Theresa May, Sky News, 30 January, 2011 - http://skynews.skypressoffice.co.uk/newstranscripts/dermot-murnaghan-talks-theresa-may-home-secretary-about-changes-control-orders-and-c

“Well, we know that the police are there to cut crime, and we’re going to help them by taking the axe to Labour’s bureaucracy. The steps we’ve already taken will save up to 3.3 million police hours every year – the equivalent of more than 1500 officers, out there policing your streets. And there will be more to come.
We’re also going to help them by making sure that as we reduce budgets, we cut waste, not frontline services.
But before I explain how, let me explain what’s happening to police budgets. When you factor in the council tax precept, the police will face a six per cent cash reduction in total over four years.
Through better procurement, improved efficiency and a likely pay freeze, there is no reason at all why frontline police services should not be maintained and improved.”
Theresa May, Speech to Conservative Party Conference, 4 October 2011

JH:        And when the police say to you, as surely some of them will, Home Secretary, you are making substantial cuts. The Police Federations says that up to 40,000 police staff jobs could be lost as a result of the cuts. Let’s not dispute that particular figure but clearly there are going to be cuts and we have the Olympics coming up in only less than a year from now. What will you then say to them?
TM:        Of course we take the issues around the Olympics very seriously. An awful lot of work has already gone into planning in relation to security and public order in relation to the Olympics. We will continue to monitor that and continue to look at what is necessary.
JH:        So you will reconsider the cuts, in other words?
TM:        No. A sum of money is being made available in relation to the Olympics. There is a sum of money available, £600 million. Currently the calculations are that the security can be provided for less than that but we will of course be ensuring that we look at what is needed in order to ensure the security. Can I just answer the more general point you are making? It is not because of government cuts that people are going out and committing criminal behaviour on our streets. We mustn’t lose sight of that. Of course there are other issues that we need to look at such as what power the police have what resources they have. But we must not lose sight of the fact that this is not a question that is just about policing. It is about individuals, often young people, not solely young people, but some very young people going out on our streets, looting, thieving and committing violence. This is criminal activity. We need to not only deal with it when it is happening but bring those who are doing it do justice so they see there are consequences to their actions.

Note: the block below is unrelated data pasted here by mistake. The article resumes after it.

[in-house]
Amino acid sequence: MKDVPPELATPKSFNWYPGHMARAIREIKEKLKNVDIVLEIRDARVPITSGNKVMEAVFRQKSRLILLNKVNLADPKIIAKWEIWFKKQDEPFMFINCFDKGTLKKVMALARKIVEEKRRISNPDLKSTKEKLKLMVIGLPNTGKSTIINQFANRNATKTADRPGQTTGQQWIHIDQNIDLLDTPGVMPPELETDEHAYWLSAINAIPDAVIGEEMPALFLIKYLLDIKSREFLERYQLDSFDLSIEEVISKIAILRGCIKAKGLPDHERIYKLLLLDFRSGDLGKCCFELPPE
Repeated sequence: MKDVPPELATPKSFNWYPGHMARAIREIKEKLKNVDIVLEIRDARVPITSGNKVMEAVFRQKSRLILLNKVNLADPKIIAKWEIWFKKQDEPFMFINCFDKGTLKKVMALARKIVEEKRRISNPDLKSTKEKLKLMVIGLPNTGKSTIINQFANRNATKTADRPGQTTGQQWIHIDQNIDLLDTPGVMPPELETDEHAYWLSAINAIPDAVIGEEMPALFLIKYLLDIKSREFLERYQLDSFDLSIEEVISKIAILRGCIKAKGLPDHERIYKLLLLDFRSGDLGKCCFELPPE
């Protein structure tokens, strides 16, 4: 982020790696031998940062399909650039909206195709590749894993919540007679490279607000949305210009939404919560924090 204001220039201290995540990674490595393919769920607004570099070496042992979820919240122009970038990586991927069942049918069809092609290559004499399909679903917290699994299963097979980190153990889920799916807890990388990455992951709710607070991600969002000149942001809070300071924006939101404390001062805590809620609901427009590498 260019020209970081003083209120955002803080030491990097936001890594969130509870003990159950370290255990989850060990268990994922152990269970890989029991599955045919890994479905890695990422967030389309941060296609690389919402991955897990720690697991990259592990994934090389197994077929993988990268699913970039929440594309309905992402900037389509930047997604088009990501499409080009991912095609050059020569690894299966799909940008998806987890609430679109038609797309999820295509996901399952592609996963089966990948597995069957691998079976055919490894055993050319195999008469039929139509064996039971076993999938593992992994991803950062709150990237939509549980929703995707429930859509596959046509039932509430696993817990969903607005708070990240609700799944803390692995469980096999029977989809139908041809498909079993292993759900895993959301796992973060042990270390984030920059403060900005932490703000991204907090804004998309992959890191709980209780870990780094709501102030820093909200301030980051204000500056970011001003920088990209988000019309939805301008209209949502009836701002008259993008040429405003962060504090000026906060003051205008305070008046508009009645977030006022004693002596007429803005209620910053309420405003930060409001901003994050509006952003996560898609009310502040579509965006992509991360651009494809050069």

JH:        I wasn’t talking about the cuts to the police force specifically and asking you whether you might reconsider those cuts in light of what has happened in the past few days and the fact that a year from now we’ll have the Olympics.
TM:        If I was to start explaining to you why the government is making cuts, I suspect you might interrupt me and say we’ve heard that before.
JH:        No I am asking you a very straight forward question. Given what has happened will you reconsider the cuts to the police force?
TM:        The government has had to ensure that it has a credible plan for the deficit. That’s what we have. I think you see from the fact that the UK is not one of those countries named in terms of economic difficulties at the moment. In terms of police cuts, we have been clear, as have HMIC, the inspectorate of constabulary, that it is possible for the police to make cuts without affecting frontline services. Of course, as I said, I will be talking to the Met particularly because London has been the main focus of this disorder although sadly we have seen some disorder in other cities last night. I will be talking to the Met about what they need to ensure that they can do the job that we all want them to be doing which is bringing an end to this disorder but also crucially ensuring that those who have been indulging in this criminal activity, the thugs and thieves, are brought to justice.  
Theresa May and John Humphries, Today, 9 August 2011